A few days ago, this perfectly pleasant gentleman came into my streaming room for the first time and started asking me very thoughtful and good-natured questions about America, learning English, and the like. One problem:
Let’s put this as delicately and tactfully as possible: when you’ve got 5,000* years of your own history to learn about, it’s only natural that a few minor details about what was going on in the rest of the world would slip through the cracks.
Let’s put this a bit less delicately: in Western academia, we’re constantly self-flagellating – not without reason – over our tendency to focus on only the whitest bits of history. I myself have many times gotten up on that high horse when it comes to not-quite-acknowledging the full scope of horrors that was the Japanese occupation of China during WWII. Meanwhile, in Chinese schools, they’re still calling it the “Chinese-Japanese War,” (in which Americans were neutral at best) and the whole “Nazi” thing barely gets a footnote.
But alright, whatever. World history isn’t China’s strongest suit. Hell, it isn’t America’s either. Hitler has a weird kind of cult status in lots of places where the Holocaust simply isn’t really taught or understood, and this guy probably just saw the name somewhere and thought it was cool. Plus, it’s spelt slightly differently, so at least there’s that. So, let’s accept his friend request and see what’s on his WeChat profile, shall we?
We have now arrived at “thoroughly disconcerting.”
Well, now I had to ask. He had already reached out to see if he could join my English practice group on WeChat (seriously, the guy has been nothing but polite), so I simply asked him what was up with the name. Rather than attempting to narrate the conversation, you can just see it for yourself:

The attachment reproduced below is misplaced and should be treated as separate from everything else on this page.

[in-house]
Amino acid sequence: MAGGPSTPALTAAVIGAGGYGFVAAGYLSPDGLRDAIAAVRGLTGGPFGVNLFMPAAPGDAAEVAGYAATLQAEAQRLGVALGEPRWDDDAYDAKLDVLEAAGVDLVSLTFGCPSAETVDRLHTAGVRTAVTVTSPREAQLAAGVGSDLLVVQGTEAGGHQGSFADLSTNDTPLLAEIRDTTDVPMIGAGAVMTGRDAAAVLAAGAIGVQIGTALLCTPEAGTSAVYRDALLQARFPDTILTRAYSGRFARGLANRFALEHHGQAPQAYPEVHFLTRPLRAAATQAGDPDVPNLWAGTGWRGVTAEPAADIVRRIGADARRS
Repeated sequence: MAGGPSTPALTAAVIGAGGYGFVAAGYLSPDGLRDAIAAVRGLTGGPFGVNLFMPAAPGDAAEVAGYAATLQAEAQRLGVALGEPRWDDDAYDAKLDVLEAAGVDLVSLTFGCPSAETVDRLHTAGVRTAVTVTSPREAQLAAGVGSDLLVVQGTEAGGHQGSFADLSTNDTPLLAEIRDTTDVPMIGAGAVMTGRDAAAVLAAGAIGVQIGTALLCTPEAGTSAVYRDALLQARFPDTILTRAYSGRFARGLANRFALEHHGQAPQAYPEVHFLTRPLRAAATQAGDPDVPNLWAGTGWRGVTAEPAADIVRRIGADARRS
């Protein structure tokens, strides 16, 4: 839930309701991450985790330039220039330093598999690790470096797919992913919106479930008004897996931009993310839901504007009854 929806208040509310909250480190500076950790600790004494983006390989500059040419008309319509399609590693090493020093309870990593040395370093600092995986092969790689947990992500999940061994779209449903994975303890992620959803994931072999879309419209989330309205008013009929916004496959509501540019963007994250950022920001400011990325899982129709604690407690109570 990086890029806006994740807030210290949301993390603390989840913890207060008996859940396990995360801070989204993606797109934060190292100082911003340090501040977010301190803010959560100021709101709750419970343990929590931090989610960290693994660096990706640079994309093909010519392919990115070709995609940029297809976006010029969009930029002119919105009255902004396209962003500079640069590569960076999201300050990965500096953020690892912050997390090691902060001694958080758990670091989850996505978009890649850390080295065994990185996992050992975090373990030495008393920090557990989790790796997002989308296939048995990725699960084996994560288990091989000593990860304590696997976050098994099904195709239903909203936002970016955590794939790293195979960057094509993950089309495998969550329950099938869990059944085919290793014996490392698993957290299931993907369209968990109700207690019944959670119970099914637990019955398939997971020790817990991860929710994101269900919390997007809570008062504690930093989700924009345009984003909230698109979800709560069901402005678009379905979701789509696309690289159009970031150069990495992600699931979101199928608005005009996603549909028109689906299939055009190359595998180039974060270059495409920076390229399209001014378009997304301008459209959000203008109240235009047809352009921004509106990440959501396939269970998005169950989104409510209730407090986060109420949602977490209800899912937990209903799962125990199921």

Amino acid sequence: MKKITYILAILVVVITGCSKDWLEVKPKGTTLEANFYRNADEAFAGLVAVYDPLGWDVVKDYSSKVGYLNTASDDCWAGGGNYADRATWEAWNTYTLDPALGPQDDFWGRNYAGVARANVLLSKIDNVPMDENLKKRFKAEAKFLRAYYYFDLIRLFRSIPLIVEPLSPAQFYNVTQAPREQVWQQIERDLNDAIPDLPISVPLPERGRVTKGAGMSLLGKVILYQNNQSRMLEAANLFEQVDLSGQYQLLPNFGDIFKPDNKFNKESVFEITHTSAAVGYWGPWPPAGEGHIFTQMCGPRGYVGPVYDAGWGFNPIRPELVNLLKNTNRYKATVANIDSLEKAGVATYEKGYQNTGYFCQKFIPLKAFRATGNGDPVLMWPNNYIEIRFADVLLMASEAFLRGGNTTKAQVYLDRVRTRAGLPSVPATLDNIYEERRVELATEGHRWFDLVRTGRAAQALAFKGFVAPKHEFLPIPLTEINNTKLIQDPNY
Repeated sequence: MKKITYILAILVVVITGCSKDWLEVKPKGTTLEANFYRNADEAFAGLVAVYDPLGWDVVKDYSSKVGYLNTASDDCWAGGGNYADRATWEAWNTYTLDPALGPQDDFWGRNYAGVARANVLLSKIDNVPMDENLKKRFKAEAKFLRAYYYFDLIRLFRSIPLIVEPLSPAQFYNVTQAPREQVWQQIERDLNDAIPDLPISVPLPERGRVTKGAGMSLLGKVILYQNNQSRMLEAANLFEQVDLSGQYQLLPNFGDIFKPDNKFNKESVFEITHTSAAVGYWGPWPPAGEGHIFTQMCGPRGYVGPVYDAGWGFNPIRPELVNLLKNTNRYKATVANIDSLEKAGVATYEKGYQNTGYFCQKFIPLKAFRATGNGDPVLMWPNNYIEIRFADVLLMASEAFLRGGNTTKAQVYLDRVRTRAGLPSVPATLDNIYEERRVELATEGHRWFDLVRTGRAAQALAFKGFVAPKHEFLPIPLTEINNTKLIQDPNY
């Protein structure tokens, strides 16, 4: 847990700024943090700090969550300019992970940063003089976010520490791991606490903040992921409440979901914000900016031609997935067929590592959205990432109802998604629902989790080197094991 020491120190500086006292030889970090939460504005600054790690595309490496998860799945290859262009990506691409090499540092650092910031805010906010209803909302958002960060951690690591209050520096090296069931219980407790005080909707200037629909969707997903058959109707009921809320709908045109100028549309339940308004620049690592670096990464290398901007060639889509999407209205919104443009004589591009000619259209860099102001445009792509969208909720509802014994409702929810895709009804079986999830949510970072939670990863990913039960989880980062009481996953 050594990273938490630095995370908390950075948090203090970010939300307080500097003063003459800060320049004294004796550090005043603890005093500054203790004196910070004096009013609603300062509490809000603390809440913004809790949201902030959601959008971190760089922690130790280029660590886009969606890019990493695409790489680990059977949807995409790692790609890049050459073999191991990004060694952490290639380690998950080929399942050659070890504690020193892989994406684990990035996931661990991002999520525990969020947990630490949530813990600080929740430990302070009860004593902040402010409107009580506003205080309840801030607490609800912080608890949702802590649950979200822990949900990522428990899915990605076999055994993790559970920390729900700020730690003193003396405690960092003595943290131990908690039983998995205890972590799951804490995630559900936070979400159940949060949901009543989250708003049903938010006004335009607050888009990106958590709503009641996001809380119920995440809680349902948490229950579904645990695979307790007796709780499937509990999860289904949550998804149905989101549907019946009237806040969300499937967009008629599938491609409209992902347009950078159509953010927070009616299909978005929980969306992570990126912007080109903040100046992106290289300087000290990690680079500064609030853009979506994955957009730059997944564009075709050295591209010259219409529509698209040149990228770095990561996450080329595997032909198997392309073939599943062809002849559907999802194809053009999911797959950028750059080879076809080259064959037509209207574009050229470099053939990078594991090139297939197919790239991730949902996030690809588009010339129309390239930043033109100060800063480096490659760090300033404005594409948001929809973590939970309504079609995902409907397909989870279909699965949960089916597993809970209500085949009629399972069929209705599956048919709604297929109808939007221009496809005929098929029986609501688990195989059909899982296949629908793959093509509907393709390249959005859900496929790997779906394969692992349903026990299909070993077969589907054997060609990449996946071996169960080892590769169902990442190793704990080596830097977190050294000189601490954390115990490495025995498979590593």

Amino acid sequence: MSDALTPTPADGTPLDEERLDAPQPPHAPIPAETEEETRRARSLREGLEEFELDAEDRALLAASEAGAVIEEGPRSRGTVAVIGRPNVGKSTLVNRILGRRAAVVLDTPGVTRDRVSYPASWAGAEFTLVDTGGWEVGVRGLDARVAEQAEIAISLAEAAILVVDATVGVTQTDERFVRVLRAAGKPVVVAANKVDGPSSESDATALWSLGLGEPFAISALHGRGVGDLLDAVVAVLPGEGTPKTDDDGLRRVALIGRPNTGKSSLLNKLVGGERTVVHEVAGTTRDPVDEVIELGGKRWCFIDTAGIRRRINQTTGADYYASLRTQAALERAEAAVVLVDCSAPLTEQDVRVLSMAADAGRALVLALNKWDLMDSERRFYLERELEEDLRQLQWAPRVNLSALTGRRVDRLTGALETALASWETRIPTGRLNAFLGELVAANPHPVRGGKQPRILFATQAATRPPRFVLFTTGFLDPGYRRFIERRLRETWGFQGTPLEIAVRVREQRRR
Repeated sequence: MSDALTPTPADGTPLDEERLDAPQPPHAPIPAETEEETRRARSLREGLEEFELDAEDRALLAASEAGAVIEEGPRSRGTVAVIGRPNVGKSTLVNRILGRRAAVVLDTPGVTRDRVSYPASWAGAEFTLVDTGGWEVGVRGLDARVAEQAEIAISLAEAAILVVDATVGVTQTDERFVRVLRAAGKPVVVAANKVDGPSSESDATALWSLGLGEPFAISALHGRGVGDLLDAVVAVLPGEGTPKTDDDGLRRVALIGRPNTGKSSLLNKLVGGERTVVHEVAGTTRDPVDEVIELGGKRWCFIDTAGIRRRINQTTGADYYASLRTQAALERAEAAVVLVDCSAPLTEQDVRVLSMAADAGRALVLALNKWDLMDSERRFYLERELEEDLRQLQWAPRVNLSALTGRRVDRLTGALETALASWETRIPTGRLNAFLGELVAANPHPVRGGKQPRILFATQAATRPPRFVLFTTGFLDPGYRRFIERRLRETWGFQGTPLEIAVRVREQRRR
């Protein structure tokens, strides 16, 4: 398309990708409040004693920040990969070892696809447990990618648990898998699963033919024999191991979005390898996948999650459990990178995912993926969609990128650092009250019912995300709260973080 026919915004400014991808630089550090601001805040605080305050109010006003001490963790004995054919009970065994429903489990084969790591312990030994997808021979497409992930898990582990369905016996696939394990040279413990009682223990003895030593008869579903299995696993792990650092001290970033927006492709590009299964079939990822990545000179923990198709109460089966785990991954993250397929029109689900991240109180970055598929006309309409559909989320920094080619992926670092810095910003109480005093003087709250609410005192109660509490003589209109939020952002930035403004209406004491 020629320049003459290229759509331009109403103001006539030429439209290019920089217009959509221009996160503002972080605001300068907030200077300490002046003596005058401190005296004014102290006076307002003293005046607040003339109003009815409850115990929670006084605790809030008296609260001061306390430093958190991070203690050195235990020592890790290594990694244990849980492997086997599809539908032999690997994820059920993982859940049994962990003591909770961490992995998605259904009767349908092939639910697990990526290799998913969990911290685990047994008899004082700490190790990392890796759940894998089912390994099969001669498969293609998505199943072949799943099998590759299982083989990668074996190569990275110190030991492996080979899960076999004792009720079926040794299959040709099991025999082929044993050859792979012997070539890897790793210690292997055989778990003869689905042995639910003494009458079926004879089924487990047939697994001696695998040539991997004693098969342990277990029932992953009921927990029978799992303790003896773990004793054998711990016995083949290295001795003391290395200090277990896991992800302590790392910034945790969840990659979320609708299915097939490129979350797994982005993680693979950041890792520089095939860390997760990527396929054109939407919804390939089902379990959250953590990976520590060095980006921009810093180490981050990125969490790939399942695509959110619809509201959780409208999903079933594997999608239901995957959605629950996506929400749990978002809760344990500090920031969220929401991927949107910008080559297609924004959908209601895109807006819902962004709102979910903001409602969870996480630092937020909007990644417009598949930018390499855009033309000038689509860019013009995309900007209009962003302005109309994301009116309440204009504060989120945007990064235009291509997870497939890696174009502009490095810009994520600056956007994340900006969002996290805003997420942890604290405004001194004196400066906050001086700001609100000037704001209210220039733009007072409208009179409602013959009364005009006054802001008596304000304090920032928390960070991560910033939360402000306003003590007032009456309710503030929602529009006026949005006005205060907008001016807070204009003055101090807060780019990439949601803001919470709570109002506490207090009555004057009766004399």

I still haven’t figured out how to respond to that, by the way. Where does one go from here?
Seriously, I’m asking.
Did I push something? Did I somehow hit a setting that inverts the color scheme? Did I anger some kind of trickster god? Are my many Michigan ancestors sending me a maize-and-blue message that I should be paying attention to March Madness? No idea, but it didn’t go back to normal till I quit and restarted the app.
This one really puzzles me. People assuming I’m gay on Inke is nothing new – they ask if I have a girlfriend, I say no, and that apparently leaves only one option – but I don’t have the slightest clue what “gay with your food” could possibly mean. I’ve never once eaten while streaming – setting aside the inherent sadness of streaming one’s dinner, watching hosts eat seems to be a whole separate weird obsession in the world of zhibo. I’m not looking to go down that rabbit hole.
So, discounting the possibility (perhaps unfairly?) that this person literally meant that foreigners are somehow merrier and more joyful when it comes to their culinary experiences, I kinda have to assume he means that I’m only into boy dumplings.
This app is weird.
I take what I can get.
More adventures in zhibo-land:
Zhibo: Are You an Inke Drinker?
Zhibo: Pimpin’ and Player Hatin’